SINGAPORE - Three hundred and fifty shoppers waited patiently outside Louis Vuitton's Ion Orchard boutique on Friday (July 14) morning to get their hands on coveted items from the luxury brand's collaboration with Supreme, a New York-based streetwear label.
Doors were to have opened at 10.30am but it was only 25 minutes after that when the first shopper was allowed in. The delay was understood to have been due to a Louis Vuitton staff briefing.
But the wait was worth it, it seems.
Mr Francis Lim, who had the first ticket, spent a total of $8,000 on five items - a baseball shirt, a cap, two bags and a pair of shoes. He took just 10 minutes to shop.
Each shopper was given up to 20 minutes to shop and could buy only one item from each of the five categories: leather goods, small leather goods, ready-to-wear, accessories and shoes. Ten people were allowed in at a time.
After leaving the store, he was surrounded by interested shoppers without tickets, eagerly inundating him with questions on which items from the collaboration collection were available at the store. These shoppers are allowed into the store, but only after all ticket-holders have had their pick.
Mr Lim, 45, a regular Louis Vuitton customer, said that the collaboration with Supreme gave "a fresh look for the brand's leather goods".
However, the creative director added that the collection available here was limited. He had browsed the items online beforehand and had eyed a denim cap. Unfortunately, it was not available.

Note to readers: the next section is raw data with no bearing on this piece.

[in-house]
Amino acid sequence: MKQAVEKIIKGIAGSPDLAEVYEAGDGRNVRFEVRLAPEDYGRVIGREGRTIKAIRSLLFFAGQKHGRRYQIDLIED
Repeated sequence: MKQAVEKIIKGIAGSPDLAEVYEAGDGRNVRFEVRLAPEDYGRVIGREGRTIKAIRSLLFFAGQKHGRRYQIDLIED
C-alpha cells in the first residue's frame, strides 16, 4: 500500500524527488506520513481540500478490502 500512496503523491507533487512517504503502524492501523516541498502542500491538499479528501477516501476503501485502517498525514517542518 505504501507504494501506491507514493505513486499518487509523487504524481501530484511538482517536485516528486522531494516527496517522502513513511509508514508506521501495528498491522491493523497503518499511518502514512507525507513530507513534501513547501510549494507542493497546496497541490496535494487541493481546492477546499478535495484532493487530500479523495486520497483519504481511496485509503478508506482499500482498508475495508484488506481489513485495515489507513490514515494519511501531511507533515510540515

The bachelor and hundreds of shoppers had formed a snaking queue outside Louis Vuitton's Ion Orchard outlet on Thursday morning to get a ballot number. A ballot number which fell between 1 and 350 - indicating the order one can enter the store today - meant a ticket for first dibs to the collaboration collection.
Mr Lim clinched the first ticket, despite joining the queue at only 6:45am on Thursday. Others had starting queuing since 6pm on Wednesday without getting a ticket.
"I'm not sure what to say... it was just my luck, I guess," he says with a laugh.
Another shopper, Mr Andy Koh, spent $5,900 on four items, including a T-shirt and bag. He held ticket No. 3.
Says the NS-man, 23: "I didn't look at the price, I just grabbed the items."
Supreme, a brand that caters to the skateboarding, hip hop and punk rock cultures, produces clothes and accessories and also makes skateboards that are collected like modern art. It enjoys a cult-like popularity, largely due to its association with popular popular skateboarders such as Mark Gonzales and Sean Pablo.
It is estimated that it will take hours for the line to clear.
Ms Tung Hui Kee, a visual design student who had ticket No. 199, estimates that she will be in line for about three hours before being able to enter the store.
The 18-year-old plans on buying a sweatshirt or T-shirt and a small wallet for her older brother. She does not plan on getting anything for herself.
"I'm just helping my brother. If the items he wants are sold out and there's nothing else that he wants, then I won't buy anything," she says.
One can expect items from the collaboration collection to be hawked on the secondary market soon.
Mr Andy N, an American student here on an internship, will be reselling all four items that he bought - a hoodie, red scarf, wallet and bag - for a profit. He spent about $6,000 on the haul. Based on checks on online secondary market platforms, it is estimated he could easily make double the amount.
The 19-year-old says: "Yes I saved up for it and I'll be reselling it. I don't know to who though."